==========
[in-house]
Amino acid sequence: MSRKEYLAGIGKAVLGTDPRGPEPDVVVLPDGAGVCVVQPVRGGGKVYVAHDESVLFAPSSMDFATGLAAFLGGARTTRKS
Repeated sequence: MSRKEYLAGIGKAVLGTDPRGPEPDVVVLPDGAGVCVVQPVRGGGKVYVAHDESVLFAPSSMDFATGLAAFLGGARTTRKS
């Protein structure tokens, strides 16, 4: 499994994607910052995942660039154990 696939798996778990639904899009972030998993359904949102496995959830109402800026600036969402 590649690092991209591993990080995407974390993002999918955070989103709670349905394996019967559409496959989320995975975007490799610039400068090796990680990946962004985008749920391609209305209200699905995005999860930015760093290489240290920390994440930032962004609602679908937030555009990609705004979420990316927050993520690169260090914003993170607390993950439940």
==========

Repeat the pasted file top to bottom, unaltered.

[in-house]
Amino acid sequence: MSRKEYLAGIGKAVLGTDPRGPEPDVVVLPDGAGVCVVQPVRGGGKVYVAHDESVLFAPSSMDFATGLAAFLGGARTTRKS
Repeated sequence: MSRKEYLAGIGKAVLGTDPRGPEPDVVVLPDGAGVCVVQPVRGGGKVYVAHDESVLFAPSSMDFATGLAAFLGGARTTRKS
């Protein structure tokens, strides 16, 4: 499994994607910052995942660039154990 696939798996778990639904899009972030998993359904949102496995959830109402800026600036969402 590649690092991209591993990080995407974390993002999918955070989103709670349905394996019967559409496959989320995975975007490799610039400068090796990680990946962004985008749920391609209305209200699905995005999860930015760093290489240290920390994440930032962004609602679908937030555009990609705004979420990316927050993520690169260090914003993170607390993950439940």